Sen. Carper’s Black Carbon Plan Gets Final Congressional Approval

Carper Amendment in Interior Appropriations Bill Directs the EPA to Study Black Carbon Emissions to Improve Public Health & Reduce Global Warming

WASHINGTON – A plan to help reduce black carbon emissions, authored by Sen. Tom Carper (D-Del.), was included in the final Department of the Interior, Environment, and Related Agencies Appropriations Act (H.R. 2996), which passed the Senate this evening by a vote of 60-40.
The Carper provision directs the U.S. Environmental Protection Agency (EPA) to study the environmental impact of dangerous black carbon, and to determine the most cost-effective ways to reduce its emissions to improve public health and reduce global warming.
“Taking steps to reduce black carbon emissions is a win-win situation; we can lessen the threat of global warming and improve global public health. This black carbon study will help us find the most cost-effective approach to reduce a harmful air pollutant,” Sen. Carper said. 
Black carbon emissions – sometimes called soot – are emitted when burning fossil fuels, biomass and biofuels. The greatest source of black carbon in the United States is believed to come from old, dirty diesel engines, like school buses.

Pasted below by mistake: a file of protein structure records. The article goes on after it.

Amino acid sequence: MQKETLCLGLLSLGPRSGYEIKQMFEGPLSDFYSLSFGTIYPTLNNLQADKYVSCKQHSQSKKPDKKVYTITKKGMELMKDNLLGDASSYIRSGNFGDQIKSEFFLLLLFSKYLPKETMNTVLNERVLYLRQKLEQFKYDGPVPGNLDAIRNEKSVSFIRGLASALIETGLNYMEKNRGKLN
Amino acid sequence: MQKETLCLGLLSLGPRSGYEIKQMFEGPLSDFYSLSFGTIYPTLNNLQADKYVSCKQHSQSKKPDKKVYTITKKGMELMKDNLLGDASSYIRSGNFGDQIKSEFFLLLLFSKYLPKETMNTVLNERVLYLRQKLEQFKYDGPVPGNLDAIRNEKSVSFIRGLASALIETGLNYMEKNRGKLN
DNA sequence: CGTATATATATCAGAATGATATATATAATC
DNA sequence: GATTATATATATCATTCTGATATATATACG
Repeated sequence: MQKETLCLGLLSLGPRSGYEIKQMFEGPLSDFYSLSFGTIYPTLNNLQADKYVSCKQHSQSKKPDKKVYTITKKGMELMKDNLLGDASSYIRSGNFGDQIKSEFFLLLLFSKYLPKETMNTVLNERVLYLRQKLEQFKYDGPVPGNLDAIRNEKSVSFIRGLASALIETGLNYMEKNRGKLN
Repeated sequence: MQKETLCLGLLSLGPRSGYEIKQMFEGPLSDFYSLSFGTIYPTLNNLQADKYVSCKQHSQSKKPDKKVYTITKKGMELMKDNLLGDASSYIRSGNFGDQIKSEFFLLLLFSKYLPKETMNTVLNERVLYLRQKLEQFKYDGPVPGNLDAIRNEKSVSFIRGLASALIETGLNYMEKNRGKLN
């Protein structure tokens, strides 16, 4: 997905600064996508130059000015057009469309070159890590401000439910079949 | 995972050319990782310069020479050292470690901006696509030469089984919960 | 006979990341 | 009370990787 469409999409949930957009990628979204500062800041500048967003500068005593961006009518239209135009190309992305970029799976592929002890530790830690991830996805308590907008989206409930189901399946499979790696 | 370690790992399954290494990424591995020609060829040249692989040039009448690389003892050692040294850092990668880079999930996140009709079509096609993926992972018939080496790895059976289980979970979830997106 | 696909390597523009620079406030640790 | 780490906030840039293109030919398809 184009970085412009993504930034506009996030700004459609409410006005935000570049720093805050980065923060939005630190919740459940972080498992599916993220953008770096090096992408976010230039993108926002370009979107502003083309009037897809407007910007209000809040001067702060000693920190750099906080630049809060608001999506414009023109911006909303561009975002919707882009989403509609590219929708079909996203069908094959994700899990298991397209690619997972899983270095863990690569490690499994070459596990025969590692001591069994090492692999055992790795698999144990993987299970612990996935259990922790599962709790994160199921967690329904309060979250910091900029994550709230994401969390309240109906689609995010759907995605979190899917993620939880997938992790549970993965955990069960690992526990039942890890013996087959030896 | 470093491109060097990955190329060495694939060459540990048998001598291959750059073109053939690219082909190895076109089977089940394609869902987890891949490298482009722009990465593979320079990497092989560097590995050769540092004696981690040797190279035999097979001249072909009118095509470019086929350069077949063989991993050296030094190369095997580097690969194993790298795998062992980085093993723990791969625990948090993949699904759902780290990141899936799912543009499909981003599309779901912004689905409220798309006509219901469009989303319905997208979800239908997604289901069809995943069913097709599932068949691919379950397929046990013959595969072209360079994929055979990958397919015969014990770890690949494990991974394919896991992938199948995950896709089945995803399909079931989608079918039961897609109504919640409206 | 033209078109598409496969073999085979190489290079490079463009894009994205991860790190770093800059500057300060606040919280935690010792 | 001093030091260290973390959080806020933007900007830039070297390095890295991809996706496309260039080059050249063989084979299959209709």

These particles contribute to serious respiratory and cardiovascular problems, and can even lead to death. Black carbon is also thought to be a potent climate forcing agent, estimated to be the second largest contributor to global warming after carbon dioxide.
Specifically, the Carper language directs the EPA to do a study on domestic and international black carbon emissions that includes 1) an inventory of emissions; 2) a quantification of black carbon’s global warming potential; 3) an identification of the most cost-effective approaches to reduce black carbon; and 4) and an assessment of the public health and environmental benefits from mitigating black carbon.
This black carbon study will be due to the Congress 18 months after this legislation is signed by the President.